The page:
Novelists and poets meet in the short story, which is the novelist’s poem and the poet’s novel.
What’s your output? Balzac wrote 146 novels and Rulfo two. Faulkner wrote in a torrent and Hemingway managed, with a lot of work, barely a page a day. Remember the words of Musset: My glass is small, but I drink from it.
Sartre said writing with fewer than four or five interpretations doesn’t make sense. All literary texts are polysemic, lending themselves to various interpretations, some that the author never imagined. All of them enrich it.
Curate the world you create. The author and reader agree to pretend that what is told is true. Within a story, certain rules of plausibility must be followed. It doesn’t matter if you’re writing realism, science fiction, or fantasy. In One Hundred Years of Solitude, Father Nicanor levitates when he drinks a cup of hot cocoa. That can’t happen to the priest of a realistic novel like Huasipungo. It wouldn’t be plausible. In García Márquez’s novel, there’s a fascinating scene: when liberals and conservatives are killing each other, to distract them, Father Nicanor begins to levitate. They ignore him and continue their war. The reader smiles. He’s not surprised that the priest levitates. He’s surprised that the fighters ignore him. That is to say, he has accepted, as if hypnotized, the narrated truth, the created world of magical realism. Be true to the level of reality you’ve chosen and don’t break it. Each literary trend, be it romanticism, realism, magical realism, or any other, is a matrix of thought, an episteme, and each establishes its own world.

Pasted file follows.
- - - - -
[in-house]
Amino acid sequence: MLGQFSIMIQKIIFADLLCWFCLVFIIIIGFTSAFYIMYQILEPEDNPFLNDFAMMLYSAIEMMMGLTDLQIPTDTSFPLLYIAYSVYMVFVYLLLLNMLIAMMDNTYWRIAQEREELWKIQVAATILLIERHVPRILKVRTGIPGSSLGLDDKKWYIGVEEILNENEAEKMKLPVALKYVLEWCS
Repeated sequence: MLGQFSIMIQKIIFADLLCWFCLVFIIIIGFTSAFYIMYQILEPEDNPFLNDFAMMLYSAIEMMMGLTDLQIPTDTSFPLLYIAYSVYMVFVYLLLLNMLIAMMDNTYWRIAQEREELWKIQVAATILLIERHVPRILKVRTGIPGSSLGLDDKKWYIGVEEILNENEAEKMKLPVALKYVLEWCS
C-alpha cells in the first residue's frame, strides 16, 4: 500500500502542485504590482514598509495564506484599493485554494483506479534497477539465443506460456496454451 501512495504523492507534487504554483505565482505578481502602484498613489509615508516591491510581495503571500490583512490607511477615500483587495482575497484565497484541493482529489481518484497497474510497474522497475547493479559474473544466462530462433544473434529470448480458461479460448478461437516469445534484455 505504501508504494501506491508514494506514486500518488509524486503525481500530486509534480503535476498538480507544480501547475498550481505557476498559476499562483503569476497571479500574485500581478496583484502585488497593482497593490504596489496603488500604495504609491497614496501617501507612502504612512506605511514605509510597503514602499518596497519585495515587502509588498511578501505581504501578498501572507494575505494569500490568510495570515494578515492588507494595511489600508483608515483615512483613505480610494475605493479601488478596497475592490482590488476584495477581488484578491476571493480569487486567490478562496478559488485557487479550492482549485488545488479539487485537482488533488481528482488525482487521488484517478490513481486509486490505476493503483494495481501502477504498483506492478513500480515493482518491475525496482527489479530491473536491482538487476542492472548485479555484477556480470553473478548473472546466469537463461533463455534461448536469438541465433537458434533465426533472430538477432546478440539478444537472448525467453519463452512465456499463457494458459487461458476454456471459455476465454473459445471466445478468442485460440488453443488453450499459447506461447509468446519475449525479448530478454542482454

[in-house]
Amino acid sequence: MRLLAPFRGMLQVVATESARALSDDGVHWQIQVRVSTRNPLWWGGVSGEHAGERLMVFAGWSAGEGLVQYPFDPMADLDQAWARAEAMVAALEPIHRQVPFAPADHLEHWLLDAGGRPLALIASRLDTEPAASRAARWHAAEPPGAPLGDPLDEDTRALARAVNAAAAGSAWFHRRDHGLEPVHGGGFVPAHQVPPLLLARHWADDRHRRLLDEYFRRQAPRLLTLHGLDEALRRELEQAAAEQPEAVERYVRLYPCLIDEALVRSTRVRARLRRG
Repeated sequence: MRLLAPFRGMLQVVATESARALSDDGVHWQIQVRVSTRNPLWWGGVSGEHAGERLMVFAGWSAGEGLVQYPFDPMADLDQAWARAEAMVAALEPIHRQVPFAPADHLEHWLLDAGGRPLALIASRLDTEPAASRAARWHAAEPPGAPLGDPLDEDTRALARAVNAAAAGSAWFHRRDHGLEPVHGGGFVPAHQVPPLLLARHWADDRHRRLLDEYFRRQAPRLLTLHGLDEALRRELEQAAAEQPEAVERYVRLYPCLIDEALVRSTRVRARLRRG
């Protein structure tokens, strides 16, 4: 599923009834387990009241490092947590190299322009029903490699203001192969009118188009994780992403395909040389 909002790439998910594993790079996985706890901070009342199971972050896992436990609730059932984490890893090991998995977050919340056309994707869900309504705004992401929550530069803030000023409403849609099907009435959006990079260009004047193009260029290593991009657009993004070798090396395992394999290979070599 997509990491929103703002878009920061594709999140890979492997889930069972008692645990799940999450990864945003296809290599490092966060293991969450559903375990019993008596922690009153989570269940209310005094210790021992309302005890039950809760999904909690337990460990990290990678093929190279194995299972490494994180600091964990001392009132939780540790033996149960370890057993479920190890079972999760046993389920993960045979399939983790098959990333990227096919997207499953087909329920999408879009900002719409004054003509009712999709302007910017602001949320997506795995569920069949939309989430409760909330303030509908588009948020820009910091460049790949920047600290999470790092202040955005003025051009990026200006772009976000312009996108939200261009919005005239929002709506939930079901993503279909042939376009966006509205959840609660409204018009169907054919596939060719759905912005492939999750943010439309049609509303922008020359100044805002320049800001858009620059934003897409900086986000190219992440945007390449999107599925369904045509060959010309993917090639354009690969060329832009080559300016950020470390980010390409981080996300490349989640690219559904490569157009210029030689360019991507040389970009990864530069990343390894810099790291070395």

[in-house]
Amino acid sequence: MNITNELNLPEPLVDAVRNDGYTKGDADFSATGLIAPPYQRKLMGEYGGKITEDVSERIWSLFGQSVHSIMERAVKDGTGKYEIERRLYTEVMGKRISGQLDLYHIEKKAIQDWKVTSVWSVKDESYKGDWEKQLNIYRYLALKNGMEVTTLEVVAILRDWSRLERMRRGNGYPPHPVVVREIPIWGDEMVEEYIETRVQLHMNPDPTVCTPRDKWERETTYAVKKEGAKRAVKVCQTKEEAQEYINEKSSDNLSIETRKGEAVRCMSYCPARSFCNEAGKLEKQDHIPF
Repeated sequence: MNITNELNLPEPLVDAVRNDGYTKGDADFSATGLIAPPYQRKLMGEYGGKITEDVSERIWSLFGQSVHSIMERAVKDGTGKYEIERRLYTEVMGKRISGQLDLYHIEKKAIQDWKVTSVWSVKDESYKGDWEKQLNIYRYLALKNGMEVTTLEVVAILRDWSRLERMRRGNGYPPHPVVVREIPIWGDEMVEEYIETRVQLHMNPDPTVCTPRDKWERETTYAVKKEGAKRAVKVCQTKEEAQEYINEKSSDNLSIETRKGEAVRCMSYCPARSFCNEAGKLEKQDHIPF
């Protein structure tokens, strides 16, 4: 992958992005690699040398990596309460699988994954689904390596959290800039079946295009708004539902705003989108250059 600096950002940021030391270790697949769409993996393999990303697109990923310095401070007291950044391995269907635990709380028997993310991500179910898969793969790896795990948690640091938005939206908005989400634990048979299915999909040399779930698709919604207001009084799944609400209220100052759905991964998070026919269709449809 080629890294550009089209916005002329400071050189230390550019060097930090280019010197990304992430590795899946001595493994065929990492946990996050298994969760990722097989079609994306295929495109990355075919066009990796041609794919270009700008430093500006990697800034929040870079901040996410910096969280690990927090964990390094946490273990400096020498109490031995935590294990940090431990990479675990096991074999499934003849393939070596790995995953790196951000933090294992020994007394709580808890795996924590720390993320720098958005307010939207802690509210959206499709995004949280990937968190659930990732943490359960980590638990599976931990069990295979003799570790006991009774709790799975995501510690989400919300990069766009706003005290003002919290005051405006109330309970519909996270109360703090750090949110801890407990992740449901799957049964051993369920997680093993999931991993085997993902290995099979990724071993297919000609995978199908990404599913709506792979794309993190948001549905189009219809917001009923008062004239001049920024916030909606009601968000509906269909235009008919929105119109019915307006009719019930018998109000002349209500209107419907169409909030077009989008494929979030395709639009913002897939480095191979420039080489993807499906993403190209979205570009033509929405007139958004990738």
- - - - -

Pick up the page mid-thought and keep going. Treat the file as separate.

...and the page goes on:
You recognize great writers by their style. Critics have said that a great style is the result of the author’s having overcome certain language-related difficulties. We see this in Borges. He tried to hide and destroy the copies of his first three books, but after he died, María Kodama republished them. In those books, we see an unskilled, pedantic young writer yearning to be who he ended up as: the wonderful Borges, whose style is unmistakably his own, once he overcame the awkwardness in those first three books.